Within the Southeast Asian region, overall, extensive growth in GDP has been realized and poverty reduction has been impressive. During the last decades, however, the working class and nature endured significant drawbacks. The process of marketization and economic integration into global capitalism resulted in the privatization of commons like mineral resources. Moreover, new sites of production came with massive environmental degradation. Dr. Poppy S. Winanti and Nanang Indra Kurniawan, Vice Dean for Research, Cooperation, Community Service and Alumni Affairs at the Faculty of Social and Political Sciences of Universitas Gadjah Mada in Indonesia, argue how the extractive sector - characterized by the exploitation of natural resources - unleashed many serious problems for the local population: extractive regions are often plagued by conflicts, there is little direct positive impact on the local economy, and finally, extractive industries are non-renewable. To resist the increasing exploitation of natural resources, post-extractivism emerged as an economic and political strategy.
Indonesia, for instance, holds globally 15% of tin, which is essential for the production of electronic devices like laptops and smartphones, and the province Bangka Belitung in Western Indonesia makes up 90% of Indonesia’s total tin production. During the early 1990s, the state-owned tin mining company PT Timah ceased its operations in Belitung due to diminishing resources, and thousands of people were left jobless and in poverty. Nevertheless, the population in Belitung moved beyond extractivism by turning to tourism and fisheries to reduce dependencies on extractive industries. This development was supported by local political leaders that joined forces with civil society and through this additionally contributed to the emergence of post-extractive initiatives. The tin mining case in Bangka and Belitung shows that, certainly, the socio-political context is highly dependent upon local conditions: policies cannot simply be replicated without taking local specificities into account. An environment is needed, in which all social actors can freely participate to develop alternatives to extractivism.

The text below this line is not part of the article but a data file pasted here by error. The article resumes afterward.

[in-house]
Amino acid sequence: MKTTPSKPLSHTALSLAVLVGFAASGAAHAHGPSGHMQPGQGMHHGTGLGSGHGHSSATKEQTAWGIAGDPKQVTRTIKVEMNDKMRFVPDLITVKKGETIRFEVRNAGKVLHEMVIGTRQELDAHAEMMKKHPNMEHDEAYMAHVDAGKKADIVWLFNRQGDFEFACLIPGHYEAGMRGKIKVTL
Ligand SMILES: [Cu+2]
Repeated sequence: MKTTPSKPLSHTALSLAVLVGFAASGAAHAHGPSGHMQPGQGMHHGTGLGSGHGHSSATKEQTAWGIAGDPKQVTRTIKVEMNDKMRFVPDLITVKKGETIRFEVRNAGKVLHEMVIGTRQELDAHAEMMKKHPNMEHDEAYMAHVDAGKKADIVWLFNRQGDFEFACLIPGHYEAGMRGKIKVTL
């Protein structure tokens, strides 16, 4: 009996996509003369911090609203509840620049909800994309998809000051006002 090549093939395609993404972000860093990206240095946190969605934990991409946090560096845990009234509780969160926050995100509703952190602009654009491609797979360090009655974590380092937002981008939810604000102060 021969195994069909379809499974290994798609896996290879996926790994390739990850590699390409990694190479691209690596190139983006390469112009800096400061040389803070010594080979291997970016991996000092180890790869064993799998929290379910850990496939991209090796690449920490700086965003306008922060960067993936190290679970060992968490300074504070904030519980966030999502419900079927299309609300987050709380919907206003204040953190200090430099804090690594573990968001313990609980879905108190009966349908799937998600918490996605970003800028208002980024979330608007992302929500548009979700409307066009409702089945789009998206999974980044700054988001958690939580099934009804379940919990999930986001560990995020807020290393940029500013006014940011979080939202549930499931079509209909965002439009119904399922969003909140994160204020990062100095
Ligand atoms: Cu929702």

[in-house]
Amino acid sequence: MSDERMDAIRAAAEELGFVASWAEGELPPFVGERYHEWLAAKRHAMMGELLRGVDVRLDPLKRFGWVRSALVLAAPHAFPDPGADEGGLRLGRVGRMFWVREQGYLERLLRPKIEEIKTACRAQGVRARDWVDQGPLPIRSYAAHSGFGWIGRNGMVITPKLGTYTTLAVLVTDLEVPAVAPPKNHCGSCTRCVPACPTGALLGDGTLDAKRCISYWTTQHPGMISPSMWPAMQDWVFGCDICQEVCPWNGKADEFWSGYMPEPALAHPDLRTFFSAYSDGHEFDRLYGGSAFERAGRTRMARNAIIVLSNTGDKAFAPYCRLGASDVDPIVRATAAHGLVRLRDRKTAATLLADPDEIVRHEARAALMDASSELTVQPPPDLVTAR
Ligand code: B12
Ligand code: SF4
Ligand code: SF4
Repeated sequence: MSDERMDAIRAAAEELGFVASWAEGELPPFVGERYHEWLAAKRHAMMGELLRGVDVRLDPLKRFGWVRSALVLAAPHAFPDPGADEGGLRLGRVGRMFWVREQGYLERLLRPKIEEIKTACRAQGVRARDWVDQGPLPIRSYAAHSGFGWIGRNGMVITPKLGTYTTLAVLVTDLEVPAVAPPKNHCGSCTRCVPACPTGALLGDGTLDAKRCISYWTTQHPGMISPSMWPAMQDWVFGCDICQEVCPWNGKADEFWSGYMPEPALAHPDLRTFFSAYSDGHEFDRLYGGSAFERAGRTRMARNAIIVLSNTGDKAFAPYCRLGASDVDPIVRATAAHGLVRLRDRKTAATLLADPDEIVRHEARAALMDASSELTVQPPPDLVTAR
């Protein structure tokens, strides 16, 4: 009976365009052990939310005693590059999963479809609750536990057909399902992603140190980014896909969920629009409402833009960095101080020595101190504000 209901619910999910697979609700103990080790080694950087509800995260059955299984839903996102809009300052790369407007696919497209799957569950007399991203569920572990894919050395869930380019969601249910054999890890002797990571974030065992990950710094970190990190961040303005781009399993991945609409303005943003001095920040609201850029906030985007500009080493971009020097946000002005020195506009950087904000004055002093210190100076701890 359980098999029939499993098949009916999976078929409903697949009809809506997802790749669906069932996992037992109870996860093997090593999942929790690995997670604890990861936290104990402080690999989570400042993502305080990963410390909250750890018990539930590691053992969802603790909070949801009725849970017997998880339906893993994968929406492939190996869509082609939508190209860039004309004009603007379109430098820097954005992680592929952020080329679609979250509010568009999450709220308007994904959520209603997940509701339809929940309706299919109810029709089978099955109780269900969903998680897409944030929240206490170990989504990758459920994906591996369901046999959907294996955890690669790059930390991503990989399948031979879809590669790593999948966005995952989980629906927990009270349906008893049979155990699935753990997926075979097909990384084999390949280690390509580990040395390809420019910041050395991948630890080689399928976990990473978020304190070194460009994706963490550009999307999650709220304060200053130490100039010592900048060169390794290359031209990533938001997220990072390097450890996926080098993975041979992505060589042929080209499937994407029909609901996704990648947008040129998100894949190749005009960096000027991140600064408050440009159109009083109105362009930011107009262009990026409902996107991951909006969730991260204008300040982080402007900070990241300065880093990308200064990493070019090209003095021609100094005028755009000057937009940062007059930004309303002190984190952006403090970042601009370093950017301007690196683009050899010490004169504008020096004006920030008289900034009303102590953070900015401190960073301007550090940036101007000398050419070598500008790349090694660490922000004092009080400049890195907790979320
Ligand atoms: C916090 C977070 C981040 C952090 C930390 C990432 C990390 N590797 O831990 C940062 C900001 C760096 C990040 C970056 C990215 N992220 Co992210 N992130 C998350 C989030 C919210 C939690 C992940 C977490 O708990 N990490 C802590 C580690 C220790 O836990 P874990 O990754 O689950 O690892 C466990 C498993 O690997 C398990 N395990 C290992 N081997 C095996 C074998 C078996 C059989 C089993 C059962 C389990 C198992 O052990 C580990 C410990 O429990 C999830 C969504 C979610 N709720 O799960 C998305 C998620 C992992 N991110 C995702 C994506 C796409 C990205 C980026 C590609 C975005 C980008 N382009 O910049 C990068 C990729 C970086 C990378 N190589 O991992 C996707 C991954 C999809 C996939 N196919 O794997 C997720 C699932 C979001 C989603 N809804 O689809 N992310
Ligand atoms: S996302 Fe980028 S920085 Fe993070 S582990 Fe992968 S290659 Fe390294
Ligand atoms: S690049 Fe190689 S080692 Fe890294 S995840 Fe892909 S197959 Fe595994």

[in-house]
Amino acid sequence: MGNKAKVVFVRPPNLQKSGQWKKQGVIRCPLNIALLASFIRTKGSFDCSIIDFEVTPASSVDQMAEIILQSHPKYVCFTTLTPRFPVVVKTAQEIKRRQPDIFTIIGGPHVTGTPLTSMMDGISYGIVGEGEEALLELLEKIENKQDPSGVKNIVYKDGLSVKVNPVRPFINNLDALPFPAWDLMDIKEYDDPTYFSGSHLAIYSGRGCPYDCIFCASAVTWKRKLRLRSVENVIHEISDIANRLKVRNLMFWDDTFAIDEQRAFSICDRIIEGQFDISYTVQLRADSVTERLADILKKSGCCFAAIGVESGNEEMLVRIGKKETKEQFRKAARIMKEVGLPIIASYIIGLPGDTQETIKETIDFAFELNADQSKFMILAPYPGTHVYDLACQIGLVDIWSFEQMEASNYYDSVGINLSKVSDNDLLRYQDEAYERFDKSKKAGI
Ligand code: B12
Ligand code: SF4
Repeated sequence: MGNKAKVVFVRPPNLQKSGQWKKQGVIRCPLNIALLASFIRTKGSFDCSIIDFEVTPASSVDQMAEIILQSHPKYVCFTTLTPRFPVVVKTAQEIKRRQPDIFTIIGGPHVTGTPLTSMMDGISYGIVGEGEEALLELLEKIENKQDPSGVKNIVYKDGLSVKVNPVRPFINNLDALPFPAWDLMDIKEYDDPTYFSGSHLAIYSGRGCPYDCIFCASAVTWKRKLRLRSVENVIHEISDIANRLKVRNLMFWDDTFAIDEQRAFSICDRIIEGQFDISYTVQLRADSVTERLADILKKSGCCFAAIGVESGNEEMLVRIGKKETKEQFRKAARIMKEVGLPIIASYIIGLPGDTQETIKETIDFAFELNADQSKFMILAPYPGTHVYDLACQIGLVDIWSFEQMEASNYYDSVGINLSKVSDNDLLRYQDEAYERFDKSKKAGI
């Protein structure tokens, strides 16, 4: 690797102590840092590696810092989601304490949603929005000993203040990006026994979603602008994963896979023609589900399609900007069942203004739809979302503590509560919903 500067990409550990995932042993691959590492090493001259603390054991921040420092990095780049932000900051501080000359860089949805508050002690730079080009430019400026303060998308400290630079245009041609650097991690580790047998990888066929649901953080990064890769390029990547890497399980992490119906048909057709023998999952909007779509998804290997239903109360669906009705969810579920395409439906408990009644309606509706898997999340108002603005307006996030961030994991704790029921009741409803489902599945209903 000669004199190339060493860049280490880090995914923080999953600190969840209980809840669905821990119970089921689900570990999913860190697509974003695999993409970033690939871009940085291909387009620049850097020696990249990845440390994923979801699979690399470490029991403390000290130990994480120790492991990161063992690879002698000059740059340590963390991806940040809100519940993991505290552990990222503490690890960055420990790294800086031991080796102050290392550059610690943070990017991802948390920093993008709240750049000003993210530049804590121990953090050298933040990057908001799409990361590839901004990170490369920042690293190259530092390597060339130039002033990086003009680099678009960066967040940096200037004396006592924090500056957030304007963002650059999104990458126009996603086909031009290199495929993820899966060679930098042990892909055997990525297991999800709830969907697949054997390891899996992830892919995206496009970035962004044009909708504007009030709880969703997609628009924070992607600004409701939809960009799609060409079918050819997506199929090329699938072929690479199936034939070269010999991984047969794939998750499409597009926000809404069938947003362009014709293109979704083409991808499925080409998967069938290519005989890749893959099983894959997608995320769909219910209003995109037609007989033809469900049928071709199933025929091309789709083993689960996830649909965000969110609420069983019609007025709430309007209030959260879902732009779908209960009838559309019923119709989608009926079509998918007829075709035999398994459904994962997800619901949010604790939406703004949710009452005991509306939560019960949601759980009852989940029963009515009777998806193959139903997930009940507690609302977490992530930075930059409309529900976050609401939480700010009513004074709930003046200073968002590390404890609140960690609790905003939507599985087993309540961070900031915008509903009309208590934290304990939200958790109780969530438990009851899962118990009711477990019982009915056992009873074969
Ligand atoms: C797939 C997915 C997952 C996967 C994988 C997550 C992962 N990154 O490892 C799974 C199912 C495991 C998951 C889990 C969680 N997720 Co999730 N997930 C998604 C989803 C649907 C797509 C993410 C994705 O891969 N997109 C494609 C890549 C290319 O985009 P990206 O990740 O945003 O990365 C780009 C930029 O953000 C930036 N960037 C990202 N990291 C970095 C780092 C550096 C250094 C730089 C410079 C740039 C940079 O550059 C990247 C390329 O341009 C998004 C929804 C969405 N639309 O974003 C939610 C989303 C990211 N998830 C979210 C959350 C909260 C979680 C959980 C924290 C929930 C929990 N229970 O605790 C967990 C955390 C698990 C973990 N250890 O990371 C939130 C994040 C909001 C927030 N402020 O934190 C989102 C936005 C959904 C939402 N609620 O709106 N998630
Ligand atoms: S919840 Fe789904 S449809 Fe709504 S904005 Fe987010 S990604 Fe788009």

The research by Dr. Poppy S. Winanti and Nanang Indra Kurniawan reveals that oftentimes those who have benefited from extractive industries, such as private companies and governmental actors, hold different interests from the working class. They are skeptical and even hostile towards alternatives because their sources of income would be threatened. Indeed, there are still many challenges to be overcome: concrete and sustainable alternatives need to be provided, which could be within but are not limited to manufacturing, agriculture, and tourism. Even if these alternatives can be realized, they do not automatically guarantee better working and living conditions for working people. As Dr. Poppy S. Winanti and Nanang Indra Kurniawan put it, a transition towards a post-extractive economy “will never be a reality if extractive activities continue to expand and if there are no specific alternatives for gradually cutting them back by means of a properly planned process of change.” For the sake of society and nature, and the future of our planet and our children, ultimately a planned and coordinated process - nationally and internationally - needs to be installed.
 Kate Hodal, Death metal: tin mining in Indonesia, https://www.theguardian.com/environment/2012/nov/23/tin-mining-indonesia-bangka, (accessed 10 March 2020).
Author: Dang My Linh
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